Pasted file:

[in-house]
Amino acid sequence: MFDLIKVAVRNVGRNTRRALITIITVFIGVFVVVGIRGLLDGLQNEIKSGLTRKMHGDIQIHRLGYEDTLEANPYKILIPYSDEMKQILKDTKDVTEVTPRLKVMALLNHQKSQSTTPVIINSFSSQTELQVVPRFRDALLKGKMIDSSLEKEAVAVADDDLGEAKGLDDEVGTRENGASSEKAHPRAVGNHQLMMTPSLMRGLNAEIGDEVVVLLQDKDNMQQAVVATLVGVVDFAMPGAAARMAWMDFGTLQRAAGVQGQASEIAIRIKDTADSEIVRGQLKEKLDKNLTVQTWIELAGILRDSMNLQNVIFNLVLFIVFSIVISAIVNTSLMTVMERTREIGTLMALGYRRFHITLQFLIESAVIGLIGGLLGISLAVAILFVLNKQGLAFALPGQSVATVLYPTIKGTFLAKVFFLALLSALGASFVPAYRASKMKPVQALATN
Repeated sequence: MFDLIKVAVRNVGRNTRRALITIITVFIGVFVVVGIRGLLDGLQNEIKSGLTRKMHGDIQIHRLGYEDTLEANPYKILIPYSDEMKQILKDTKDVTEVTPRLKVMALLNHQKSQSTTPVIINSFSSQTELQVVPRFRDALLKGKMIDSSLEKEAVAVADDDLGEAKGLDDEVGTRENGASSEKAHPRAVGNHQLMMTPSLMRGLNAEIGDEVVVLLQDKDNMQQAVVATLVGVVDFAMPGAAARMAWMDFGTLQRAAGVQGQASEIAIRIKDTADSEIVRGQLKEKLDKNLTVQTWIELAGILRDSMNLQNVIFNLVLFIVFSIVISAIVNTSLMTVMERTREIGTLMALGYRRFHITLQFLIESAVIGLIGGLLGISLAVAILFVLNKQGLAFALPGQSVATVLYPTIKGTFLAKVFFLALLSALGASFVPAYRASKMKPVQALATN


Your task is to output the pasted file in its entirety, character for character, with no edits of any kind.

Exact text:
[in-house]
Amino acid sequence: MFDLIKVAVRNVGRNTRRALITIITVFIGVFVVVGIRGLLDGLQNEIKSGLTRKMHGDIQIHRLGYEDTLEANPYKILIPYSDEMKQILKDTKDVTEVTPRLKVMALLNHQKSQSTTPVIINSFSSQTELQVVPRFRDALLKGKMIDSSLEKEAVAVADDDLGEAKGLDDEVGTRENGASSEKAHPRAVGNHQLMMTPSLMRGLNAEIGDEVVVLLQDKDNMQQAVVATLVGVVDFAMPGAAARMAWMDFGTLQRAAGVQGQASEIAIRIKDTADSEIVRGQLKEKLDKNLTVQTWIELAGILRDSMNLQNVIFNLVLFIVFSIVISAIVNTSLMTVMERTREIGTLMALGYRRFHITLQFLIESAVIGLIGGLLGISLAVAILFVLNKQGLAFALPGQSVATVLYPTIKGTFLAKVFFLALLSALGASFVPAYRASKMKPVQALATN
Repeated sequence: MFDLIKVAVRNVGRNTRRALITIITVFIGVFVVVGIRGLLDGLQNEIKSGLTRKMHGDIQIHRLGYEDTLEANPYKILIPYSDEMKQILKDTKDVTEVTPRLKVMALLNHQKSQSTTPVIINSFSSQTELQVVPRFRDALLKGKMIDSSLEKEAVAVADDDLGEAKGLDDEVGTRENGASSEKAHPRAVGNHQLMMTPSLMRGLNAEIGDEVVVLLQDKDNMQQAVVATLVGVVDFAMPGAAARMAWMDFGTLQRAAGVQGQASEIAIRIKDTADSEIVRGQLKEKLDKNLTVQTWIELAGILRDSMNLQNVIFNLVLFIVFSIVISAIVNTSLMTVMERTREIGTLMALGYRRFHITLQFLIESAVIGLIGGLLGISLAVAILFVLNKQGLAFALPGQSVATVLYPTIKGTFLAKVFFLALLSALGASFVPAYRASKMKPVQALATN